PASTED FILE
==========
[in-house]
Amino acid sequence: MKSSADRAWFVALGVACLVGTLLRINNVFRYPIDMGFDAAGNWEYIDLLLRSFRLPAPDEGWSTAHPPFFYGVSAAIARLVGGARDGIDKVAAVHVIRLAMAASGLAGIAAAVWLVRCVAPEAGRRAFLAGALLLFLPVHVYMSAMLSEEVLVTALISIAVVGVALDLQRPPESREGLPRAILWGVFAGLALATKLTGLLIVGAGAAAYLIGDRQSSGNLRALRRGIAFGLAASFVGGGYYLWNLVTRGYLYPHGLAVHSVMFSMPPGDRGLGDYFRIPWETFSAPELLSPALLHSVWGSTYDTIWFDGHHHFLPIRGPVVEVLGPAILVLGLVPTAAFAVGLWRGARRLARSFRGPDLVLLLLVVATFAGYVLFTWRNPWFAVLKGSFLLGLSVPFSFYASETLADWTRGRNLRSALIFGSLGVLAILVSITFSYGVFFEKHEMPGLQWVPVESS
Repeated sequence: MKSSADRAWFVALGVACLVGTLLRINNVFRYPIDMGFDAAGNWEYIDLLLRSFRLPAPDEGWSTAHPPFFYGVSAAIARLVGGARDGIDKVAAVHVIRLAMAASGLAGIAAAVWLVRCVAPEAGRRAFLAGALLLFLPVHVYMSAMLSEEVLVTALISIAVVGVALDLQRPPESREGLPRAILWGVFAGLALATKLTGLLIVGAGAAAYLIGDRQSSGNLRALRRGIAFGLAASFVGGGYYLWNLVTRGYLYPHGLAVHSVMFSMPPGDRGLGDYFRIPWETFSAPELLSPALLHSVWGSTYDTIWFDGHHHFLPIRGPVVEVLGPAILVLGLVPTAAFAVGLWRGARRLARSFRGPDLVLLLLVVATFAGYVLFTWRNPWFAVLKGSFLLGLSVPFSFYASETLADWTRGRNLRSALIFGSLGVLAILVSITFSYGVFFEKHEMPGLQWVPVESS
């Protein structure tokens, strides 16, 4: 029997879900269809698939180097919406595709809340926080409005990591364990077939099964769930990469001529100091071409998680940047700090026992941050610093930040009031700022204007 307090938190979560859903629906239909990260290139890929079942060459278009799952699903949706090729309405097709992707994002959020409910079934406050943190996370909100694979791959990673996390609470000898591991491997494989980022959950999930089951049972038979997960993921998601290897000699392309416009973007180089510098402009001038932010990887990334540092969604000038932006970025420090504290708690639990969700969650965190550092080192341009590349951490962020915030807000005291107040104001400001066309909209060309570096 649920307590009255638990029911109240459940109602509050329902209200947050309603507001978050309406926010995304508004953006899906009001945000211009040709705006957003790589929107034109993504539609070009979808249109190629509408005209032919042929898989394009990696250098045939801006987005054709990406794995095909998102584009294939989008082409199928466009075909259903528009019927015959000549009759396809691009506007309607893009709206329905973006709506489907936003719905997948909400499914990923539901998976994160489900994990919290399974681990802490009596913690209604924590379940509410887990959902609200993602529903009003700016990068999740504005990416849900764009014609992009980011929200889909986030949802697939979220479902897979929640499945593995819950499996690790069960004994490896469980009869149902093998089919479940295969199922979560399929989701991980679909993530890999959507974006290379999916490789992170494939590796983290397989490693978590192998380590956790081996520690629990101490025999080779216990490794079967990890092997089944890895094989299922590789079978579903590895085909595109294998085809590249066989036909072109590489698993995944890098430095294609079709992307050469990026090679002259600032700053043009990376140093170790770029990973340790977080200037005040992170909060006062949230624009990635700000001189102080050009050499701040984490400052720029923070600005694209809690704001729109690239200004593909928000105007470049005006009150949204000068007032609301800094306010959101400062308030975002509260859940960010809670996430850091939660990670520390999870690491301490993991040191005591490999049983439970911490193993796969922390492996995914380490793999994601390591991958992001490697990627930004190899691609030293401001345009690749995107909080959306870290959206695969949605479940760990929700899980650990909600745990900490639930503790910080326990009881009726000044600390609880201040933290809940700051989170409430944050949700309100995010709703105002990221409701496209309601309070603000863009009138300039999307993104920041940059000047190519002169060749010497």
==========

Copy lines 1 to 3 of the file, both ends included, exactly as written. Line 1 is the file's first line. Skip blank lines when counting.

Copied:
[in-house]
Amino acid sequence: MKSSADRAWFVALGVACLVGTLLRINNVFRYPIDMGFDAAGNWEYIDLLLRSFRLPAPDEGWSTAHPPFFYGVSAAIARLVGGARDGIDKVAAVHVIRLAMAASGLAGIAAAVWLVRCVAPEAGRRAFLAGALLLFLPVHVYMSAMLSEEVLVTALISIAVVGVALDLQRPPESREGLPRAILWGVFAGLALATKLTGLLIVGAGAAAYLIGDRQSSGNLRALRRGIAFGLAASFVGGGYYLWNLVTRGYLYPHGLAVHSVMFSMPPGDRGLGDYFRIPWETFSAPELLSPALLHSVWGSTYDTIWFDGHHHFLPIRGPVVEVLGPAILVLGLVPTAAFAVGLWRGARRLARSFRGPDLVLLLLVVATFAGYVLFTWRNPWFAVLKGSFLLGLSVPFSFYASETLADWTRGRNLRSALIFGSLGVLAILVSITFSYGVFFEKHEMPGLQWVPVESS
Repeated sequence: MKSSADRAWFVALGVACLVGTLLRINNVFRYPIDMGFDAAGNWEYIDLLLRSFRLPAPDEGWSTAHPPFFYGVSAAIARLVGGARDGIDKVAAVHVIRLAMAASGLAGIAAAVWLVRCVAPEAGRRAFLAGALLLFLPVHVYMSAMLSEEVLVTALISIAVVGVALDLQRPPESREGLPRAILWGVFAGLALATKLTGLLIVGAGAAAYLIGDRQSSGNLRALRRGIAFGLAASFVGGGYYLWNLVTRGYLYPHGLAVHSVMFSMPPGDRGLGDYFRIPWETFSAPELLSPALLHSVWGSTYDTIWFDGHHHFLPIRGPVVEVLGPAILVLGLVPTAAFAVGLWRGARRLARSFRGPDLVLLLLVVATFAGYVLFTWRNPWFAVLKGSFLLGLSVPFSFYASETLADWTRGRNLRSALIFGSLGVLAILVSITFSYGVFFEKHEMPGLQWVPVESS